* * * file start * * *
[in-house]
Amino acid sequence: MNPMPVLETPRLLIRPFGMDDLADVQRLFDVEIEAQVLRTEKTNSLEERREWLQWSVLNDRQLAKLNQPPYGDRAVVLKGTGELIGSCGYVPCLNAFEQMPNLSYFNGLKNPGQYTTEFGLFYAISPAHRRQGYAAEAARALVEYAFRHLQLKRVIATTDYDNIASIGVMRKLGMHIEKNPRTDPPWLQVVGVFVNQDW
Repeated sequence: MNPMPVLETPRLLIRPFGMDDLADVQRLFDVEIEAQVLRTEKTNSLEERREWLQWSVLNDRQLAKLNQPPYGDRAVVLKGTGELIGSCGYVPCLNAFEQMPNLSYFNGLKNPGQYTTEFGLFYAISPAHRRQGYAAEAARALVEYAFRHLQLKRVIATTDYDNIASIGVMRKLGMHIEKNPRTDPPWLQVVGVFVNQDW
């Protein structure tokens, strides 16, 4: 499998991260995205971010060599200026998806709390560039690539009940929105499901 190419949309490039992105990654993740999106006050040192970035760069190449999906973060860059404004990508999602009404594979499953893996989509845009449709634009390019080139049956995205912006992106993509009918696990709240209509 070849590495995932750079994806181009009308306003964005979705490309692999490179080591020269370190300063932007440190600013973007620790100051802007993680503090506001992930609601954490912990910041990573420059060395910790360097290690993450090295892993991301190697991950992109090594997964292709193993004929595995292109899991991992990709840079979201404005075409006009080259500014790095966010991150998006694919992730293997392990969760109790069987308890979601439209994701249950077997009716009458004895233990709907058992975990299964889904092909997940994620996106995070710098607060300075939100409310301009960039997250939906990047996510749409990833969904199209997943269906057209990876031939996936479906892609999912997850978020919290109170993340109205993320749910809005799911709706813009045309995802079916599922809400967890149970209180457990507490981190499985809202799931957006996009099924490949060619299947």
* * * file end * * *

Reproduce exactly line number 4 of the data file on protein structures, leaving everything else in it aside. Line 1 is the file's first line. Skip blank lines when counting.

């Protein structure tokens, strides 16, 4: 499998991260995205971010060599200026998806709390560039690539009940929105499901 190419949309490039992105990654993740999106006050040192970035760069190449999906973060860059404004990508999602009404594979499953893996989509845009449709634009390019080139049956995205912006992106993509009918696990709240209509 070849590495995932750079994806181009009308306003964005979705490309692999490179080591020269370190300063932007440190600013973007620790100051802007993680503090506001992930609601954490912990910041990573420059060395910790360097290690993450090295892993991301190697991950992109090594997964292709193993004929595995292109899991991992990709840079979201404005075409006009080259500014790095966010991150998006694919992730293997392990969760109790069987308890979601439209994701249950077997009716009458004895233990709907058992975990299964889904092909997940994620996106995070710098607060300075939100409310301009960039997250939906990047996510749409990833969904199209997943269906057209990876031939996936479906892609999912997850978020919290109170993340109205993320749910809005799911709706813009045309995802079916599922809400967890149970209180457990507490981190499985809202799931957006996009099924490949060619299947």